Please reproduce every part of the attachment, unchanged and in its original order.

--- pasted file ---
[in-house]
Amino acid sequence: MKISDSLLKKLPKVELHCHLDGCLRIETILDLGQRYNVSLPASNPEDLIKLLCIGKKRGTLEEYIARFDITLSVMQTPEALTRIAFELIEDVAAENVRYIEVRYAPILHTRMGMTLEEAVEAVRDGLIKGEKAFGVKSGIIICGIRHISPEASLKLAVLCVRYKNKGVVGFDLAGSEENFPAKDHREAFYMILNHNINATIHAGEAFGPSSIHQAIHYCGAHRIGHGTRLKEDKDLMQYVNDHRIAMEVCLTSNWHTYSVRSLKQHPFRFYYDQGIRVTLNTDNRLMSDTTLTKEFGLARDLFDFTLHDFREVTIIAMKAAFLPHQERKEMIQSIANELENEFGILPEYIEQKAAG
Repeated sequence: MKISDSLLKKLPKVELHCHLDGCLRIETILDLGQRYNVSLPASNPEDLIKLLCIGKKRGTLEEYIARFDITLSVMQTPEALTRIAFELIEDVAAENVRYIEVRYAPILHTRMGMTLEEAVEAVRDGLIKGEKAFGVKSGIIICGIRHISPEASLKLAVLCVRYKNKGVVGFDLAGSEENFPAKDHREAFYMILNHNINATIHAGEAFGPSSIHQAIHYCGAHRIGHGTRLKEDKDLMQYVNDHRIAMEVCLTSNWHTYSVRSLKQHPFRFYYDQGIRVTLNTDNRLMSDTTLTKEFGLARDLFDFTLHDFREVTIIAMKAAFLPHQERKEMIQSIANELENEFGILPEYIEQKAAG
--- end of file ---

[in-house]
Amino acid sequence: MKISDSLLKKLPKVELHCHLDGCLRIETILDLGQRYNVSLPASNPEDLIKLLCIGKKRGTLEEYIARFDITLSVMQTPEALTRIAFELIEDVAAENVRYIEVRYAPILHTRMGMTLEEAVEAVRDGLIKGEKAFGVKSGIIICGIRHISPEASLKLAVLCVRYKNKGVVGFDLAGSEENFPAKDHREAFYMILNHNINATIHAGEAFGPSSIHQAIHYCGAHRIGHGTRLKEDKDLMQYVNDHRIAMEVCLTSNWHTYSVRSLKQHPFRFYYDQGIRVTLNTDNRLMSDTTLTKEFGLARDLFDFTLHDFREVTIIAMKAAFLPHQERKEMIQSIANELENEFGILPEYIEQKAAG
Repeated sequence: MKISDSLLKKLPKVELHCHLDGCLRIETILDLGQRYNVSLPASNPEDLIKLLCIGKKRGTLEEYIARFDITLSVMQTPEALTRIAFELIEDVAAENVRYIEVRYAPILHTRMGMTLEEAVEAVRDGLIKGEKAFGVKSGIIICGIRHISPEASLKLAVLCVRYKNKGVVGFDLAGSEENFPAKDHREAFYMILNHNINATIHAGEAFGPSSIHQAIHYCGAHRIGHGTRLKEDKDLMQYVNDHRIAMEVCLTSNWHTYSVRSLKQHPFRFYYDQGIRVTLNTDNRLMSDTTLTKEFGLARDLFDFTLHDFREVTIIAMKAAFLPHQERKEMIQSIANELENEFGILPEYIEQKAAG